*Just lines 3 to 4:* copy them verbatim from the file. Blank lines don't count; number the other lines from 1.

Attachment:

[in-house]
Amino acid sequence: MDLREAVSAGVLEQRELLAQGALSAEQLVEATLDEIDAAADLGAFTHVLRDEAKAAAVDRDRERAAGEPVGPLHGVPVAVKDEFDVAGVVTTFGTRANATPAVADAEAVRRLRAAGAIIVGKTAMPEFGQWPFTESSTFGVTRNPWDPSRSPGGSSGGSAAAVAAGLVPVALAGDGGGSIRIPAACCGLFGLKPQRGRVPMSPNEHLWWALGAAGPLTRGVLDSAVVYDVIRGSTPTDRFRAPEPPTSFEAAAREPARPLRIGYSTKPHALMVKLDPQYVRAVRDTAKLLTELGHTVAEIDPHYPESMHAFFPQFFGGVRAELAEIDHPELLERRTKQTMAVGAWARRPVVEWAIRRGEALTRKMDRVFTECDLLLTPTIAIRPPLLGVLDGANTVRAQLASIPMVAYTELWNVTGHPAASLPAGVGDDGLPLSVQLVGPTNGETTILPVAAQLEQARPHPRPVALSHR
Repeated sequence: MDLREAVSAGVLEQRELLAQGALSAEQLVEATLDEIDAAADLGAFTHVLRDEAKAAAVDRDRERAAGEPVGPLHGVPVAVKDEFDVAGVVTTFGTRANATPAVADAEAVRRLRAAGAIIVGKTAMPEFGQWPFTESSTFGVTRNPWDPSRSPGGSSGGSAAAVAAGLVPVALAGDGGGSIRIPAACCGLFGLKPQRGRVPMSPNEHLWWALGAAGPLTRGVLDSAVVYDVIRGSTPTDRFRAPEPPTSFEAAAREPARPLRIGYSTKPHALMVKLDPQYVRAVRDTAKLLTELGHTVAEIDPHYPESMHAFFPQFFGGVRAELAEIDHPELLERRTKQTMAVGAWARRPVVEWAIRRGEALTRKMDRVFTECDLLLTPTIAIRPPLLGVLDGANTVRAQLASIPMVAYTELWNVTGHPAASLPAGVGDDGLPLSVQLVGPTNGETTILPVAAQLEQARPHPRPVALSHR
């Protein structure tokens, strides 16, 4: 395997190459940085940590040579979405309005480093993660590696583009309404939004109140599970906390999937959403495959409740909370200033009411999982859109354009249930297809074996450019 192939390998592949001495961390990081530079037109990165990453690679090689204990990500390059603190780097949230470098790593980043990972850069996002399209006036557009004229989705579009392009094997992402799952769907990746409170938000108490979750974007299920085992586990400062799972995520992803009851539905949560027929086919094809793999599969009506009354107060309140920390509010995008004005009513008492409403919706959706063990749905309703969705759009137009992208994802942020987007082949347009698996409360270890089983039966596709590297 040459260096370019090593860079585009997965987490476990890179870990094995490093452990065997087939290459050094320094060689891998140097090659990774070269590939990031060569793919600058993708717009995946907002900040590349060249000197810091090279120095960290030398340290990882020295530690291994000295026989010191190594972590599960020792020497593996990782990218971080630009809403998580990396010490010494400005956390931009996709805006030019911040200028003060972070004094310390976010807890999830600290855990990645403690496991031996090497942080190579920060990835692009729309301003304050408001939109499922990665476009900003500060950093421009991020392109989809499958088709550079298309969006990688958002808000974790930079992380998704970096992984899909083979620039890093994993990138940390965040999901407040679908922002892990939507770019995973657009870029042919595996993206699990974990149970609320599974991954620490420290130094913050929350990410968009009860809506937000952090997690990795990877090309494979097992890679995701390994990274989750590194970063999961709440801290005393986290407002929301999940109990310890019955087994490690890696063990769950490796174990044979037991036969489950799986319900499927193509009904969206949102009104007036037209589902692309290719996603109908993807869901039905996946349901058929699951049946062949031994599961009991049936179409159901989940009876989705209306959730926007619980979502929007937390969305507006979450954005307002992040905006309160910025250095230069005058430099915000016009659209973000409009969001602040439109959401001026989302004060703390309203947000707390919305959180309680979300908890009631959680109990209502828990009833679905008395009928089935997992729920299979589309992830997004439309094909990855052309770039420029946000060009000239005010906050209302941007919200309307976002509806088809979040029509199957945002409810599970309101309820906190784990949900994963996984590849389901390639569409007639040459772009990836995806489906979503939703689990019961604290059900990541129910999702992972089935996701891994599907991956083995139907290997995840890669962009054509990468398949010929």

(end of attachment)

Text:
Repeated sequence: MDLREAVSAGVLEQRELLAQGALSAEQLVEATLDEIDAAADLGAFTHVLRDEAKAAAVDRDRERAAGEPVGPLHGVPVAVKDEFDVAGVVTTFGTRANATPAVADAEAVRRLRAAGAIIVGKTAMPEFGQWPFTESSTFGVTRNPWDPSRSPGGSSGGSAAAVAAGLVPVALAGDGGGSIRIPAACCGLFGLKPQRGRVPMSPNEHLWWALGAAGPLTRGVLDSAVVYDVIRGSTPTDRFRAPEPPTSFEAAAREPARPLRIGYSTKPHALMVKLDPQYVRAVRDTAKLLTELGHTVAEIDPHYPESMHAFFPQFFGGVRAELAEIDHPELLERRTKQTMAVGAWARRPVVEWAIRRGEALTRKMDRVFTECDLLLTPTIAIRPPLLGVLDGANTVRAQLASIPMVAYTELWNVTGHPAASLPAGVGDDGLPLSVQLVGPTNGETTILPVAAQLEQARPHPRPVALSHR
């Protein structure tokens, strides 16, 4: 395997190459940085940590040579979405309005480093993660590696583009309404939004109140599970906390999937959403495959409740909370200033009411999982859109354009249930297809074996450019 192939390998592949001495961390990081530079037109990165990453690679090689204990990500390059603190780097949230470098790593980043990972850069996002399209006036557009004229989705579009392009094997992402799952769907990746409170938000108490979750974007299920085992586990400062799972995520992803009851539905949560027929086919094809793999599969009506009354107060309140920390509010995008004005009513008492409403919706959706063990749905309703969705759009137009992208994802942020987007082949347009698996409360270890089983039966596709590297 040459260096370019090593860079585009997965987490476990890179870990094995490093452990065997087939290459050094320094060689891998140097090659990774070269590939990031060569793919600058993708717009995946907002900040590349060249000197810091090279120095960290030398340290990882020295530690291994000295026989010191190594972590599960020792020497593996990782990218971080630009809403998580990396010490010494400005956390931009996709805006030019911040200028003060972070004094310390976010807890999830600290855990990645403690496991031996090497942080190579920060990835692009729309301003304050408001939109499922990665476009900003500060950093421009991020392109989809499958088709550079298309969006990688958002808000974790930079992380998704970096992984899909083979620039890093994993990138940390965040999901407040679908922002892990939507770019995973657009870029042919595996993206699990974990149970609320599974991954620490420290130094913050929350990410968009009860809506937000952090997690990795990877090309494979097992890679995701390994990274989750590194970063999961709440801290005393986290407002929301999940109990310890019955087994490690890696063990769950490796174990044979037991036969489950799986319900499927193509009904969206949102009104007036037209589902692309290719996603109908993807869901039905996946349901058929699951049946062949031994599961009991049936179409159901989940009876989705209306959730926007619980979502929007937390969305507006979450954005307002992040905006309160910025250095230069005058430099915000016009659209973000409009969001602040439109959401001026989302004060703390309203947000707390919305959180309680979300908890009631959680109990209502828990009833679905008395009928089935997992729920299979589309992830997004439309094909990855052309770039420029946000060009000239005010906050209302941007919200309307976002509806088809979040029509199957945002409810599970309101309820906190784990949900994963996984590849389901390639569409007639040459772009990836995806489906979503939703689990019961604290059900990541129910999702992972089935996701891994599907991956083995139907290997995840890669962009054509990468398949010929």